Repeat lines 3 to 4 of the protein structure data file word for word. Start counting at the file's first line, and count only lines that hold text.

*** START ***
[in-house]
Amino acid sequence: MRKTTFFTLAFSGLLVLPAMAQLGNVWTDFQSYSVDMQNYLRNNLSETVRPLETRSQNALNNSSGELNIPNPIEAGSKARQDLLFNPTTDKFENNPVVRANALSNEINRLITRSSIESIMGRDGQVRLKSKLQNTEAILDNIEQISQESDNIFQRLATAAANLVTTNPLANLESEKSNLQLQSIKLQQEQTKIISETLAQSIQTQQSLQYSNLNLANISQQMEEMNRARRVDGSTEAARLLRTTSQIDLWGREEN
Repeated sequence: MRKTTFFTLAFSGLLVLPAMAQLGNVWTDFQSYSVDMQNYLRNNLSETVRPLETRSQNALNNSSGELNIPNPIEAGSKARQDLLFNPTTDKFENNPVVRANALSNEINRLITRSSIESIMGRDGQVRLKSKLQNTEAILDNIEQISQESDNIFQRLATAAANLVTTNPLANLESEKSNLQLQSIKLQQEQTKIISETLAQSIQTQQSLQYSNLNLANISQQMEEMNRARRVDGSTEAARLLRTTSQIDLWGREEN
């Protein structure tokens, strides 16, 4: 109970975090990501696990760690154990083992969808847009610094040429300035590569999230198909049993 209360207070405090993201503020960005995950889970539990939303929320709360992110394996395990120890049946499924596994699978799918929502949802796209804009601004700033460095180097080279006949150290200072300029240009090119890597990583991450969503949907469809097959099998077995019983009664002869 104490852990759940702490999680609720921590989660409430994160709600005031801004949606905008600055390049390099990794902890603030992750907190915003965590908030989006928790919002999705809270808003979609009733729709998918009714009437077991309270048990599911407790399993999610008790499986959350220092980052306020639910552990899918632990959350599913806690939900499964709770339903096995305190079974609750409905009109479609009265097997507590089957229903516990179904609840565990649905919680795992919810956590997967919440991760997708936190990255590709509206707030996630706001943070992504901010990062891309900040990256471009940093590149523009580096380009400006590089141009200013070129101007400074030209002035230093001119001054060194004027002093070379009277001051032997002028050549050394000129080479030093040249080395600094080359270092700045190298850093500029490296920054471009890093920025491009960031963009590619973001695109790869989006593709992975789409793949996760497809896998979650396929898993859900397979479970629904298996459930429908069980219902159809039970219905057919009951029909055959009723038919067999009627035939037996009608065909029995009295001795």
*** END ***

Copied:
Repeated sequence: MRKTTFFTLAFSGLLVLPAMAQLGNVWTDFQSYSVDMQNYLRNNLSETVRPLETRSQNALNNSSGELNIPNPIEAGSKARQDLLFNPTTDKFENNPVVRANALSNEINRLITRSSIESIMGRDGQVRLKSKLQNTEAILDNIEQISQESDNIFQRLATAAANLVTTNPLANLESEKSNLQLQSIKLQQEQTKIISETLAQSIQTQQSLQYSNLNLANISQQMEEMNRARRVDGSTEAARLLRTTSQIDLWGREEN
């Protein structure tokens, strides 16, 4: 109970975090990501696990760690154990083992969808847009610094040429300035590569999230198909049993 209360207070405090993201503020960005995950889970539990939303929320709360992110394996395990120890049946499924596994699978799918929502949802796209804009601004700033460095180097080279006949150290200072300029240009090119890597990583991450969503949907469809097959099998077995019983009664002869 104490852990759940702490999680609720921590989660409430994160709600005031801004949606905008600055390049390099990794902890603030992750907190915003965590908030989006928790919002999705809270808003979609009733729709998918009714009437077991309270048990599911407790399993999610008790499986959350220092980052306020639910552990899918632990959350599913806690939900499964709770339903096995305190079974609750409905009109479609009265097997507590089957229903516990179904609840565990649905919680795992919810956590997967919440991760997708936190990255590709509206707030996630706001943070992504901010990062891309900040990256471009940093590149523009580096380009400006590089141009200013070129101007400074030209002035230093001119001054060194004027002093070379009277001051032997002028050549050394000129080479030093040249080395600094080359270092700045190298850093500029490296920054471009890093920025491009960031963009590619973001695109790869989006593709992975789409793949996760497809896998979650396929898993859900397979479970629904298996459930429908069980219902159809039970219905057919009951029909055959009723038919067999009627035939037996009608065909029995009295001795």